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Angels Make It Through Night

Baseball: Washburn is at home in 8-2 victory over the Brewers, and Kennedy plays despite mourning Kile.

June 23, 2002|STEVE SPRINGER | TIMES STAFF WRITER

MILWAUKEE — For Jarrod Washburn, there was the pressure of making a dream come true.

For Adam Kennedy, there was the agony of making a nightmare go away.

Yet, when the umpire yelled, "Play ball" Saturday night at Miller Park, both Angels performed as if they didn't have a care in the world, teaming with Darin Erstad to lead their team to an 8-2 victory over the Milwaukee Brewers in front of a disappointed crowd of 28,765.

Washburn, a native son who wanted to return a conquering hero, won his seventh consecutive decision. Erstad, with four hits, and Kennedy, with three despite mourning the death of friend Darryl Kile, led a 16-hit Angel attack.

Washburn (7-2), who was born in La Crosse, Wis., grew up dreaming of being a big league star in Milwaukee. He never dreamed it would happen with the word "Anaheim" lettered across his chest. But when he saw the 2002 schedule featured an interleague series in Milwaukee, he counted off the games and was delighted to find his turn in the rotation would come up this weekend.

It was tougher than he could have dreamed. He spent his pregame time in the clubhouse, normally the time when a pitcher zones in on the task at hand, crowded around a television with his teammates learning about the sudden death of Kile, the St. Louis Cardinal pitcher.

On the field, Washburn was surrounded by more than 100 family and friends in the seats.

And once the game started, he was surrounded by Brewer baserunners every place he looked. Washburn gave up eight hits, stranded eight runners and threw 122 pitches in six innings. But he was toughest when he had to be, striking out a career-high 10.

"My dreams came true," Washburn said. "We won."

His manager, Mike Scioscia was most impressed by Washburn's effort.

"He really worked hard," Scioscia said of the man he calls "Cheesehead." "I don't think he had his best stuff. They had runners everywhere. He left it all out there, but that's what he does."

The Brewers had a chance to ruin Washburn's night in the first inning. They collected three hits, but ran themselves out of a big inning.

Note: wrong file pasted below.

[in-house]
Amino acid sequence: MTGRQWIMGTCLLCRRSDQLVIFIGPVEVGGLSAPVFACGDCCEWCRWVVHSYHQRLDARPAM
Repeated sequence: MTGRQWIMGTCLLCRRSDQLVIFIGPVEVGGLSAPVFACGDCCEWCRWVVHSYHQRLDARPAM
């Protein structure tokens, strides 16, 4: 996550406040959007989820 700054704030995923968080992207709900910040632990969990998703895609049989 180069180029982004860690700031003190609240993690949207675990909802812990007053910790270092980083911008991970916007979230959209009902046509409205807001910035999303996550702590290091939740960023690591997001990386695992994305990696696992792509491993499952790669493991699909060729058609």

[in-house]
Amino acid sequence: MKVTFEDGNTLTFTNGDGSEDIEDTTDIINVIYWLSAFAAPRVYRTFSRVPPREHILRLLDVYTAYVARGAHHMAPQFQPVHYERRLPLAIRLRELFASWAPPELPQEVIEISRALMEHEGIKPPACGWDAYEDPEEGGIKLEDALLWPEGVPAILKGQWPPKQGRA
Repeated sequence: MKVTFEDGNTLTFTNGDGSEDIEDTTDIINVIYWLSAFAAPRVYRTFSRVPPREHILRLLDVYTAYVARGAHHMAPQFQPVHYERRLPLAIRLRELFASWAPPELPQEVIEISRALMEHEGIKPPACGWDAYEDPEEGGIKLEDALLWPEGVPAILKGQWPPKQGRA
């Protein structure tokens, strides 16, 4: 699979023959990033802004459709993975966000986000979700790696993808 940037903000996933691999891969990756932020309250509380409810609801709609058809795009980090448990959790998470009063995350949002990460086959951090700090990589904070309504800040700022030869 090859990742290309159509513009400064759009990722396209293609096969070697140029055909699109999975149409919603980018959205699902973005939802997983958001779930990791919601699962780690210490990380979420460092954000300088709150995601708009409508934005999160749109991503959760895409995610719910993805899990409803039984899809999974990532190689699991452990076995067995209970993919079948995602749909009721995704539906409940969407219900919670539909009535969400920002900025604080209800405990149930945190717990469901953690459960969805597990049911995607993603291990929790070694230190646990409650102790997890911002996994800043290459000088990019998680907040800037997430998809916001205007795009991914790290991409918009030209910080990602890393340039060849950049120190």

After Eric Young opened with a walk, Ronnie Belliard and Jeffrey Hammonds had back-to-back singles, scoring one run. But on a pitch that got Richie Sexson swinging, Belliard was caught going to third. Angel third baseman Troy Glaus ran Belliard back to second before applying the tag. Belliard was already in a foul mood after exchanging angry words with teammate Tyler Houston in the clubhouse before the game, the cause of their dispute not revealed.

Alex Ochoa kept the inning going for the Brewers with a single to right but, when Hammonds tried to score, Tim Salmon fired a strike that nailed him with several feet to spare.

The Angels, who had scored a run in the first on Salmon's RBI single, added two in the second inning, one in the third, fourth and sixth and two in the seventh. In their well-balanced attack, in which nine players including Washburn got at least one hit, the Angels raised their team average to .282.

Brad Fullmer hit his ninth home run of the season, and second in as many nights.

Milwaukee's Jose Cabrera (3-5) threw 55 pitches in the first two innings and left after throwing 90 in four innings.

The Angels, who cut Seattle's AL West lead to two games, are doing so well, they had a potential home run taken away and were able to shrug it off.

At least, everybody but Bengie Molina was able to shrug it off. Molina, who is homerless this season in 229 at-bats, hit a towering fly ball to center in the third inning. Hammonds leaped at the wall and came down with the ball, enabling the frustrated crowd to finally let out a cheer.

But replays from several angles clearly showed umpire Bill Hohn had blown the call. The ball bounced on top of the wall before Hammonds smothered it with his glove.

"It broke my heart," Molina said.

Before the game, word of Kile's death spread through the clubhouse. It hit Kennedy as hard as anyone because he got to know Kile when he was still in the Cardinal organization.

When the crowd was asked for a moment of silence for Kile before the game, Kennedy told himself, "Let's have this moment for him and then you've got to play. You've got three hours to stay focused."

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